Most days are really good as a stay-at-home mom of two toddlers. But you all know about the days I am going to talk about. The days that you think back to before children. You remember romancing your husband, having sex, and getting pregnant. And then you look at your little monsters and exclaim, "the sex wasn't that good, why did I do that!"
In California there is a safe haven law. Essentially a woman has 72 hours to give up all rights to her child annonomously after his/her birth. This is done by simply walking into a hospital, firestation, library, or police station and dropping the child off - no questions asked. This law was put into place to combat the 'baby in the dumpster' cases we see too often on the evening news.
There is a lovely little placard on the front of these buildings of an adult hugging an infant. The background in white and the people are blue. It is a crude drawing, but it gets its point across.
Those first 72 hours after birth are pure bliss. First you are in the hosptial for up to 48 hours where someone else brings you food, cleans the room, buys the diapers, gives them and bottles to you. If you need ANYTHING at all you simply push a button. Sure the bed in uncomfortable, but you are too since you just pushed a baby out of you.
Then you go home. There your family and friends greet you with take-out, frozen casseroles, and will hold your baby endlessly while you take a shower - alone. Your husband takes a few days off of work and helps out around the house. The grandparents come over at every chance and just happen to run a load of laundry, found a really cute outfit that the baby has to have, and made too much food at home - its in the fridge for you.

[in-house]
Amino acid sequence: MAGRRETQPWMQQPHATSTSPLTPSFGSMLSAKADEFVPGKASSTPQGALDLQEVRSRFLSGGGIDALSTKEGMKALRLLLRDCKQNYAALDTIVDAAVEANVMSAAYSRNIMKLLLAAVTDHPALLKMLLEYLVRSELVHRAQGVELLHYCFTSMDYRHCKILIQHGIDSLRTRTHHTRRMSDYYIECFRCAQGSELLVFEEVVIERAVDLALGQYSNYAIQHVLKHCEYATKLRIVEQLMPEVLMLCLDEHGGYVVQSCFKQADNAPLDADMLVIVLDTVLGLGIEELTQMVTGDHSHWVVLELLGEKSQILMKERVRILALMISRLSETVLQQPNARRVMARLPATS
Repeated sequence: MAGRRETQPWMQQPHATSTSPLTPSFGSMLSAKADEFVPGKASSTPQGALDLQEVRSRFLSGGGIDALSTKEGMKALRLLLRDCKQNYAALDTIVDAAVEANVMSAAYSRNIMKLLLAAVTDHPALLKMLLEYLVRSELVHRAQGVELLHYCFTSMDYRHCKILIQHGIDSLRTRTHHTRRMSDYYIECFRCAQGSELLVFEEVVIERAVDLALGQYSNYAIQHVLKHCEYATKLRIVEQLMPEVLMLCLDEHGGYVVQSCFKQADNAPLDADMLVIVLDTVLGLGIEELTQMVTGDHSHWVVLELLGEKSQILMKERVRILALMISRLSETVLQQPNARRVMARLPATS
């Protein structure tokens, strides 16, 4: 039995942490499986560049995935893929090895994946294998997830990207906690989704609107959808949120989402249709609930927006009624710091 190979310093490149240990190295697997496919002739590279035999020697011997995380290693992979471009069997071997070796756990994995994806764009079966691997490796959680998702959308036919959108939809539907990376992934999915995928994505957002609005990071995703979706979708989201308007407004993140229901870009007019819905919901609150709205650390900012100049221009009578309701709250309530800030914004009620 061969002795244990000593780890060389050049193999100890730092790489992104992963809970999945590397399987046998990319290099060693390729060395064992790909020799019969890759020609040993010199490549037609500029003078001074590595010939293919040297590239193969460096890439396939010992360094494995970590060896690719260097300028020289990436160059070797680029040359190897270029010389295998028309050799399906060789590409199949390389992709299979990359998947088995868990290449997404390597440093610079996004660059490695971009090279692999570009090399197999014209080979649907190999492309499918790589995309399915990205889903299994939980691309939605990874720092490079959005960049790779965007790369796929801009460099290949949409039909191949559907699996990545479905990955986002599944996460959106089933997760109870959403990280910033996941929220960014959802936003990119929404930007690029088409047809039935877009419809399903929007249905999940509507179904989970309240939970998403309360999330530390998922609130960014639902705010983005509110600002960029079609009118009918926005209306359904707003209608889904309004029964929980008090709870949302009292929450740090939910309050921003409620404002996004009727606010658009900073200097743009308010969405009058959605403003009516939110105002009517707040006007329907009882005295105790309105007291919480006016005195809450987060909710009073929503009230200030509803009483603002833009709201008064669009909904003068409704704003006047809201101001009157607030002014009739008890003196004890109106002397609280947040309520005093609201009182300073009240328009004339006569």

Fast forward to today. I now have a 3 year old and a 16 month old. No one is stopping by to help anymore and people tease me and say I am lazy when I watch an entire tv show while laying on the couch. Um, my day started at 4:30 am.
The baby started crying convinced it was time for breakfast. Everytime I asked him what he wanted the reply was "up!". I was hoping it was just a clean diaper or another bottle. Nope. Then my daughter woke up to his cries. For the next 90 minutes I was in and out of each bedroom comforting, refilling bottles, turning on music, and handing out books all in an effort to keep them in bed until 6 am, still earlier than the sun was waking up. Suffice to say. I got no more sleep.
Then the kids spent the next hour screaming, yelling, and running while I tried to grab a few zzz's on the couch. Nope. So I reluctantly got up and started with the morning chores of dishes, breakfast, lunch, etc. The kids ran in and out of the kitchen begging for food (although it was cooking and they had already had a snack). Three times they spilled a box of packing peanuts on the floor. They colored on the kitchen table. And the toddler kept pushing a kitchen chair around the house to access all the off-limits stuff; light switches, markers, tiny screws, and high counters.
By 8:30 am, I know it seems early to all you non-kid people, but I had been up since 4:30 am, everyone was finally ready after the kids stood at the front door for 5 minutes yelling, "now". I was so annoyed. And it had only been 4 hours. So I told my husband, "We are leaving now. I'm going to the firestation and will be back soon."
On those truly awful, why-did-I-have-sex days I hold out on the dream that I can just drop them off at the firestation. I know I am way past the 72 hours deadline. And I would never want to get rid of them, but some days I wish someone would take them, just for a few hours.